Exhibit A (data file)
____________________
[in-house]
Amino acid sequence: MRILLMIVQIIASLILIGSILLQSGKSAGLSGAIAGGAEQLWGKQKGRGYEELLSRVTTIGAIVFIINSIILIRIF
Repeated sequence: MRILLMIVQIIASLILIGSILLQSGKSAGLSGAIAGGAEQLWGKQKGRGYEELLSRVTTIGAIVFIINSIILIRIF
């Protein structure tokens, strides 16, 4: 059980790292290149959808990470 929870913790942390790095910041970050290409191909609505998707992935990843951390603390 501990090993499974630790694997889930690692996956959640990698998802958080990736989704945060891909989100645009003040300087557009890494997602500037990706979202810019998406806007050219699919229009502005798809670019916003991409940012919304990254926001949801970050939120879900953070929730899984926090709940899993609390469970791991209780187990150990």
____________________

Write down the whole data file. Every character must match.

[in-house]
Amino acid sequence: MRILLMIVQIIASLILIGSILLQSGKSAGLSGAIAGGAEQLWGKQKGRGYEELLSRVTTIGAIVFIINSIILIRIF
Repeated sequence: MRILLMIVQIIASLILIGSILLQSGKSAGLSGAIAGGAEQLWGKQKGRGYEELLSRVTTIGAIVFIINSIILIRIF
């Protein structure tokens, strides 16, 4: 059980790292290149959808990470 929870913790942390790095910041970050290409191909609505998707992935990843951390603390 501990090993499974630790694997889930690692996956959640990698998802958080990736989704945060891909989100645009003040300087557009890494997602500037990706979202810019998406806007050219699919229009502005798809670019916003991409940012919304990254926001949801970050939120879900953070929730899984926090709940899993609390469970791991209780187990150990």